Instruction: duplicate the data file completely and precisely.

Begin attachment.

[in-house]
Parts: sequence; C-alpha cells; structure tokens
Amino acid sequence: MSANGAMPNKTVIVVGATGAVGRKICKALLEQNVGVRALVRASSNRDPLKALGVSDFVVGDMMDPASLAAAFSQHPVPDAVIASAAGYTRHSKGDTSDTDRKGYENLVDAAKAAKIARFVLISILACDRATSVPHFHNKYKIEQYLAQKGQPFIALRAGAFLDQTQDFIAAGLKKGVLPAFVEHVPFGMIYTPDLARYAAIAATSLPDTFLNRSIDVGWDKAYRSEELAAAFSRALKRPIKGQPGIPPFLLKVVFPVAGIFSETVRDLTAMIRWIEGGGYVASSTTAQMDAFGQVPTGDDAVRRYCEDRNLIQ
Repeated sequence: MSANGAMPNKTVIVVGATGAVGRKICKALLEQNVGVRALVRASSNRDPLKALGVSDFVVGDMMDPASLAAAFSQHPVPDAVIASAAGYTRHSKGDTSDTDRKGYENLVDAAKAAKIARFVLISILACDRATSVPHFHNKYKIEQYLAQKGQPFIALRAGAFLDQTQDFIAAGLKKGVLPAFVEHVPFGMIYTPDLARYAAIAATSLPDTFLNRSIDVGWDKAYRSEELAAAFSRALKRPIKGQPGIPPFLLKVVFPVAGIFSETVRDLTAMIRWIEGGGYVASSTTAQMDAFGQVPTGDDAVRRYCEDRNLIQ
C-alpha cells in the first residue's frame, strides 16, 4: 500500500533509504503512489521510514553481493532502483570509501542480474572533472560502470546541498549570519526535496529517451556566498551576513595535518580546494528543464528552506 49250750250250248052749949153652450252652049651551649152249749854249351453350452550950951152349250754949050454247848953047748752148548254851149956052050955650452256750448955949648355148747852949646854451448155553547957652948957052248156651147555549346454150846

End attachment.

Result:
[in-house]
Parts: sequence; C-alpha cells; structure tokens
Amino acid sequence: MSANGAMPNKTVIVVGATGAVGRKICKALLEQNVGVRALVRASSNRDPLKALGVSDFVVGDMMDPASLAAAFSQHPVPDAVIASAAGYTRHSKGDTSDTDRKGYENLVDAAKAAKIARFVLISILACDRATSVPHFHNKYKIEQYLAQKGQPFIALRAGAFLDQTQDFIAAGLKKGVLPAFVEHVPFGMIYTPDLARYAAIAATSLPDTFLNRSIDVGWDKAYRSEELAAAFSRALKRPIKGQPGIPPFLLKVVFPVAGIFSETVRDLTAMIRWIEGGGYVASSTTAQMDAFGQVPTGDDAVRRYCEDRNLIQ
Repeated sequence: MSANGAMPNKTVIVVGATGAVGRKICKALLEQNVGVRALVRASSNRDPLKALGVSDFVVGDMMDPASLAAAFSQHPVPDAVIASAAGYTRHSKGDTSDTDRKGYENLVDAAKAAKIARFVLISILACDRATSVPHFHNKYKIEQYLAQKGQPFIALRAGAFLDQTQDFIAAGLKKGVLPAFVEHVPFGMIYTPDLARYAAIAATSLPDTFLNRSIDVGWDKAYRSEELAAAFSRALKRPIKGQPGIPPFLLKVVFPVAGIFSETVRDLTAMIRWIEGGGYVASSTTAQMDAFGQVPTGDDAVRRYCEDRNLIQ
C-alpha cells in the first residue's frame, strides 16, 4: 500500500533509504503512489521510514553481493532502483570509501542480474572533472560502470546541498549570519526535496529517451556566498551576513595535518580546494528543464528552506 49250750250250248052749949153652450252652049651551649152249749854249351453350452550950951152349250754949050454247848953047748752148548254851149956052050955650452256750448955949648355148747852949646854451448155553547957652948957052248156651147555549346454150846